Erdogan accuses West of backing IS
Turkish President Recep Tayyip Erdogan on Tuesday said the West was breaking promises in Syria, accusing Ankara’s partners of backing “terror groups” including Islamic State in the country.
US State Department spokesman Mark Toner called the accusations “ludicrous”, saying there was no basis for them.
At least 37 Turkish soldiers have died in Turkey’s military operation inside Syria since it was launched in August to back pro-Ankara Syrian fighters battling the IS and Kurdish militia.
Casualties have mounted as the military seeks to take the town of Al-Bab from the jihadists and Ankara has become more impatient over the lack of support from the US-led coalition against the extremists for the Turkish operation.
“The coalition forces are unfortunately not keeping their promises,” Erdogan said at a news conference alongside visiting Guinean President Alpha Conde.
“Whether they do or they don’t, we will continue along this path in a determined way. There is no going back on the path we have set out on,” he added.
Turkey has met the fiercest resistance of the campaign in the fight for Al-Bab, 25 kilometers south of the Turkish border.
Erdogan complained that rather than supporting Turkey, the West was backing the Kurdish Peoples’ Protection Units (YPG) and Democratic Union Party (PYD), who work with the United States on the ground in Syria, and also the IS.
“They are supporting all the terror groups — the YPG, PYD but also including the IS,” Erdogan said.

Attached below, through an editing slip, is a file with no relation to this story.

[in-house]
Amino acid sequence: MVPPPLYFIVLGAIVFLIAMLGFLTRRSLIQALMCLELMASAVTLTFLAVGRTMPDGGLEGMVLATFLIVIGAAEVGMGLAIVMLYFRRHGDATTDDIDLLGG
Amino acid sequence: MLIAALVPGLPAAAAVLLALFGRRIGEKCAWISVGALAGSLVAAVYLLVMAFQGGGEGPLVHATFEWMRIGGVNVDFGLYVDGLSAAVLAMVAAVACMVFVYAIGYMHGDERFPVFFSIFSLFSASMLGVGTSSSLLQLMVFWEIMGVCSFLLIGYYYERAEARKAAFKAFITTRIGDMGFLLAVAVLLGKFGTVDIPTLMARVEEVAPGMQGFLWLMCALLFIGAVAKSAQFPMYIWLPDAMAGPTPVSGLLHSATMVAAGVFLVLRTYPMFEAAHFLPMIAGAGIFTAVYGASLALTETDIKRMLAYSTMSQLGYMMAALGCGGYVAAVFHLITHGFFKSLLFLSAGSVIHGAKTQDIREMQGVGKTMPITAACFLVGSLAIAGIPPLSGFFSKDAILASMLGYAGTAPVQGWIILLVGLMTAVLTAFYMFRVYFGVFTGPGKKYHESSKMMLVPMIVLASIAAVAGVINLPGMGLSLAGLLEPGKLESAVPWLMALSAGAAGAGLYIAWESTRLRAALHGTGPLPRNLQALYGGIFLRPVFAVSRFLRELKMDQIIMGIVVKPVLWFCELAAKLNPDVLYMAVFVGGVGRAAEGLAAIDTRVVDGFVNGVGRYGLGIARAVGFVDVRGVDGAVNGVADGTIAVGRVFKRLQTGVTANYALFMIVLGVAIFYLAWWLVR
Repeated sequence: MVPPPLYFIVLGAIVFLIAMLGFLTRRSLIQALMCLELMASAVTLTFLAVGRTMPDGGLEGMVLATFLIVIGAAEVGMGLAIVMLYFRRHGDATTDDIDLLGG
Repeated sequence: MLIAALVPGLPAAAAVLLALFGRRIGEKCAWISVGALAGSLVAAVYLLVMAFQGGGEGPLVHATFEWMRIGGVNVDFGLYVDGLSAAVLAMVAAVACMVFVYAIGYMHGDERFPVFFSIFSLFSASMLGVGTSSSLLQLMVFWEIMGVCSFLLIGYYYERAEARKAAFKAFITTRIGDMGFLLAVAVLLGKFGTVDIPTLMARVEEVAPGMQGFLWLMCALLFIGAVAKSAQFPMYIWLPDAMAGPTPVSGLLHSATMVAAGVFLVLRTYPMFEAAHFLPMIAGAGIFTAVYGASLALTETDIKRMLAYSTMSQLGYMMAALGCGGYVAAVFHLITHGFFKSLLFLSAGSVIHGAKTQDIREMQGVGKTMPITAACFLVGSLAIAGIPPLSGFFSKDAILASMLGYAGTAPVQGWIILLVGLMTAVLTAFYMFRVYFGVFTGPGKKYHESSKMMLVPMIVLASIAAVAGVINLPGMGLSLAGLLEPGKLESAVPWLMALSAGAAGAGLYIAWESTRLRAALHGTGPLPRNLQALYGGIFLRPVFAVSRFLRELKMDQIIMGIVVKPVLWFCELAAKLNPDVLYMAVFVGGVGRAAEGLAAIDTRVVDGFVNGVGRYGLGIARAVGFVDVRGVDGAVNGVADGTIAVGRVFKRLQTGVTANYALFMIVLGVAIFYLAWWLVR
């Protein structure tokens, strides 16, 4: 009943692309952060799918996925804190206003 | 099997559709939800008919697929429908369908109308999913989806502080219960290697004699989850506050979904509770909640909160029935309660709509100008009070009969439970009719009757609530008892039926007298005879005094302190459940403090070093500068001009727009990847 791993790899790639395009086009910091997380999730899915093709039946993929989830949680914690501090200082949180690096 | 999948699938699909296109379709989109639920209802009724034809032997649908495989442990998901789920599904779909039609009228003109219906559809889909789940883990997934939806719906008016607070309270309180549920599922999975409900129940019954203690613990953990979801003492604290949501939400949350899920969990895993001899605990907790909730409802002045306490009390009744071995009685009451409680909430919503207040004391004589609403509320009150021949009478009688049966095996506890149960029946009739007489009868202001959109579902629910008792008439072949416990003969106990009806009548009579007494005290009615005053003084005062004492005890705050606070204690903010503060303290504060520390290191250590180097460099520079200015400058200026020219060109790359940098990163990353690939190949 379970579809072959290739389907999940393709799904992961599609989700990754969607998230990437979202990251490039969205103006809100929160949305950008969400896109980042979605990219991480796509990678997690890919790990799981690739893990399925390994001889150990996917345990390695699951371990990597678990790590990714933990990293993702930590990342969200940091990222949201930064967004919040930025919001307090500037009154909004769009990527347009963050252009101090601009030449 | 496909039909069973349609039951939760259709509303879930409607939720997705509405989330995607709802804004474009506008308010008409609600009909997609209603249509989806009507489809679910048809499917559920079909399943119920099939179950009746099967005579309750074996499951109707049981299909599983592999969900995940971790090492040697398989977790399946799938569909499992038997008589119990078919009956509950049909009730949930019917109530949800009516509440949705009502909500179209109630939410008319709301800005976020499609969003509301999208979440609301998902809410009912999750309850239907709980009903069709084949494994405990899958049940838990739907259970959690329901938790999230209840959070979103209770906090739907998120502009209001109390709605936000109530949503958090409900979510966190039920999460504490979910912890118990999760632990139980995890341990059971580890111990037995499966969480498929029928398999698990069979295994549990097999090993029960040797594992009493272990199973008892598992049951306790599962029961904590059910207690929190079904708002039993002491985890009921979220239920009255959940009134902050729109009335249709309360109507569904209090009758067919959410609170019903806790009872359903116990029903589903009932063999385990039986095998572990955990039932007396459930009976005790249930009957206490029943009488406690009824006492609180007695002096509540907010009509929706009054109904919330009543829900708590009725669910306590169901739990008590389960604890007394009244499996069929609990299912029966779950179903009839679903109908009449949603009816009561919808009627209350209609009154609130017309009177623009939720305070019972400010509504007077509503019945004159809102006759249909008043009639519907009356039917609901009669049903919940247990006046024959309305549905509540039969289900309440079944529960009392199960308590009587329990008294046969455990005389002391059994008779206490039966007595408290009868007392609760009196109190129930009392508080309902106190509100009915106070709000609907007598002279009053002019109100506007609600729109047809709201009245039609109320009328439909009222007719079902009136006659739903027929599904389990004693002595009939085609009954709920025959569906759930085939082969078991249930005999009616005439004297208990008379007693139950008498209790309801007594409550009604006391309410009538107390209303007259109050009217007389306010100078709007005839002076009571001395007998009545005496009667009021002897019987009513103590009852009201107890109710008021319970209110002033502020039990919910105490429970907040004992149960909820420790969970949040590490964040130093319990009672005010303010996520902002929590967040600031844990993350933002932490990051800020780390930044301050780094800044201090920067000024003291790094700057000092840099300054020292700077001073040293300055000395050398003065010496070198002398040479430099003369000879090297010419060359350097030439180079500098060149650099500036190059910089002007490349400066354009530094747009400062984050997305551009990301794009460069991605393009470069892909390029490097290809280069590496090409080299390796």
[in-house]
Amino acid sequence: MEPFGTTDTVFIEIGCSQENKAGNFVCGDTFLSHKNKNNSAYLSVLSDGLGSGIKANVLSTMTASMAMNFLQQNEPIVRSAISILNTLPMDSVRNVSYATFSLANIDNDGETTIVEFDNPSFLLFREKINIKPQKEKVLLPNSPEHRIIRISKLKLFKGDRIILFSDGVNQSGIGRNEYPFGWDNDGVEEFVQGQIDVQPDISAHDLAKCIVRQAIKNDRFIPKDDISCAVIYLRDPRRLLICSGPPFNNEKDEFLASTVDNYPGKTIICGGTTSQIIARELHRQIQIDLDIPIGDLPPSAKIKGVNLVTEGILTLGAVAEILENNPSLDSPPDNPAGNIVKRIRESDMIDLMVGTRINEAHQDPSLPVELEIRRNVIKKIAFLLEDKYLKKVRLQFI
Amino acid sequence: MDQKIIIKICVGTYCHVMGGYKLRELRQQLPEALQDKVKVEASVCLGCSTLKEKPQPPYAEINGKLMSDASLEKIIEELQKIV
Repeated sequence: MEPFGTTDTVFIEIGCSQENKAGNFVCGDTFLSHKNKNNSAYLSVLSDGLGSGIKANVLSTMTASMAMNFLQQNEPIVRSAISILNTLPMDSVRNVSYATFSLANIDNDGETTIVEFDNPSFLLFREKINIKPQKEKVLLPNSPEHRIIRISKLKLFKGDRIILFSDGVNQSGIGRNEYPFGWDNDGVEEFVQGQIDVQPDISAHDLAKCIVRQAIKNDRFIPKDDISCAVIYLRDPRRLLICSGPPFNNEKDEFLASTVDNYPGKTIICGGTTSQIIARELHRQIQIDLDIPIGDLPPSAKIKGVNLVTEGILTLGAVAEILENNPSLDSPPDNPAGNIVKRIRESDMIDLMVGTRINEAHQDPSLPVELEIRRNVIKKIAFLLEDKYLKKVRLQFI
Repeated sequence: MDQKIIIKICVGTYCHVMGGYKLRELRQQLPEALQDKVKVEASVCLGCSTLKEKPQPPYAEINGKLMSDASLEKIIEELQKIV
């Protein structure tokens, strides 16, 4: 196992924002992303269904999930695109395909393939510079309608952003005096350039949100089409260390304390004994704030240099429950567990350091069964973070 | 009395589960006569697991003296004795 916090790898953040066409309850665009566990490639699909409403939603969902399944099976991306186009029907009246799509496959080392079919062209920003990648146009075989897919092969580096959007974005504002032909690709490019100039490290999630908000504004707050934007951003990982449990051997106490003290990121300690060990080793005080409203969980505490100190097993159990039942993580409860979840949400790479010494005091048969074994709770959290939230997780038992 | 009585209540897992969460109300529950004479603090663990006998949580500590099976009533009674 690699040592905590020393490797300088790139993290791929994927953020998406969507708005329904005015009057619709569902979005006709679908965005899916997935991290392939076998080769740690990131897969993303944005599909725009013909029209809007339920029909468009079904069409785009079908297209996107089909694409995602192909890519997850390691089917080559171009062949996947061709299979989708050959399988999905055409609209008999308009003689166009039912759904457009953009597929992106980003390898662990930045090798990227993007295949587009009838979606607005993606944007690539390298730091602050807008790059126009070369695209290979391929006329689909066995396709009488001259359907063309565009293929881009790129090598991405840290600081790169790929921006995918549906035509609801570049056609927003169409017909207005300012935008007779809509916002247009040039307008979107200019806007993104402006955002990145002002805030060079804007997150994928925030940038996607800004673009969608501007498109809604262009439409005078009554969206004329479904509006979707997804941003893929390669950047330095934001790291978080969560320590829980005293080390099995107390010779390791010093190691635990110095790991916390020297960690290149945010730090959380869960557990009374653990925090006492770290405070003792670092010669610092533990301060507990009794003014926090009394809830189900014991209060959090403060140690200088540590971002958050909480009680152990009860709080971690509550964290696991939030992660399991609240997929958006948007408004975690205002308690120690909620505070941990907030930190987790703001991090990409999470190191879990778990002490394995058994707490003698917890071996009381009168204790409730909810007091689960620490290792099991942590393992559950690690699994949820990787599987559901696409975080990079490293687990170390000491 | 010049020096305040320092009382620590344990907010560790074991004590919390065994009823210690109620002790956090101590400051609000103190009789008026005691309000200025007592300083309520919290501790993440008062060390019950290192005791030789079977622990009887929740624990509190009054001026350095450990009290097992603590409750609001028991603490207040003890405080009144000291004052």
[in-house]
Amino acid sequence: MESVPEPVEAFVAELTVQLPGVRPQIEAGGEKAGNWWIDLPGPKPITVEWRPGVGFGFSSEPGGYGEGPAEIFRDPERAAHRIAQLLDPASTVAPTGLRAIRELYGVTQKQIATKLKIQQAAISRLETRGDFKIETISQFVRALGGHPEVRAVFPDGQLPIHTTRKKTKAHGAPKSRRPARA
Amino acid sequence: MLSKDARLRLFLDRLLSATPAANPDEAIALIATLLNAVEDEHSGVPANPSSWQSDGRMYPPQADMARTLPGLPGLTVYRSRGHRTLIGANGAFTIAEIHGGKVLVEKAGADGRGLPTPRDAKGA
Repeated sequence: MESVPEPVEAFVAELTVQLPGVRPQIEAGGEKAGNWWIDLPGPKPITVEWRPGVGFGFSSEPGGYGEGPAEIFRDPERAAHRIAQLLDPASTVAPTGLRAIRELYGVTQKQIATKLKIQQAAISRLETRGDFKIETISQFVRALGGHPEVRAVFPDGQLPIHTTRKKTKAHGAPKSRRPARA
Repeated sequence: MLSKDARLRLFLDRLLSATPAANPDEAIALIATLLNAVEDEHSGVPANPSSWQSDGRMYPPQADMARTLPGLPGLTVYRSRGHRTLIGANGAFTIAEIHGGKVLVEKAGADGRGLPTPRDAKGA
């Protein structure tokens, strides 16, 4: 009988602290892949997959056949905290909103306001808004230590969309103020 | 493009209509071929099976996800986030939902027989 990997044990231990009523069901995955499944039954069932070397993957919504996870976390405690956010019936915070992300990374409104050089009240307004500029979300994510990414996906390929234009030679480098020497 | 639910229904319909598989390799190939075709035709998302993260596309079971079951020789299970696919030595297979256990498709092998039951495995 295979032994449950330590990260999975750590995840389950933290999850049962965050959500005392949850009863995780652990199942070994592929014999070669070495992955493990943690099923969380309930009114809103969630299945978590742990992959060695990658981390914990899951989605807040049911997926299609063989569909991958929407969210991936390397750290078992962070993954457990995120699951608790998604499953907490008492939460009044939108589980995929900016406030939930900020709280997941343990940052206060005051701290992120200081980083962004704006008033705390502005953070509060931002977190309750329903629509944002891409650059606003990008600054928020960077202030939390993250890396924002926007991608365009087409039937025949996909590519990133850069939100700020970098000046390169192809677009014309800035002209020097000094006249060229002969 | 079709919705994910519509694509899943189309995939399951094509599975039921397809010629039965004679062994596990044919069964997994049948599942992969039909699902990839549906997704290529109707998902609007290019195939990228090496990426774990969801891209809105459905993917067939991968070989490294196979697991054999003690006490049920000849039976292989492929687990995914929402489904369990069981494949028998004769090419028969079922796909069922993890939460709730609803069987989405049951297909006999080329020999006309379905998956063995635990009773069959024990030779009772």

“It’s quite clear, perfectly obvious. We have confirmed evidence, with pictures, photos and videos,” he said.
Erdogan had made a similar claim on a visit to Pakistan last month alleging that “the West stands by the IS right now” and its weapons were Western-made.
But the Turkish leader expressed confidence over the assault saying “we now have the Daesh terror group surrounded on four sides in Al-Bab”. Daesh is the Arabic acronym for the IS.
“Yes we have martyrs, ... but now there’s no turning back,” he said.
Erdogan made no mention of a video purportedly showing two Turkish soldiers being burned to death by IS in Syria.
Deputy Prime Minister Numan Kurtulmus said earlier there was no information confirming the video.
Erdogan said that along with Russia, Turkey backed a plan to bring the parties in the conflict together with key powers for peace talks in the Kazakh capital Astana.
But he said that “terror groups” must not be included and that Turkey also wanted to see its Gulf allies Saudi Arabia and Qatar involved.
It’s quite clear, perfectly obvious. We have confirmed evidence, with pictures, photos and videos.” Recep Tayyip Erdogan,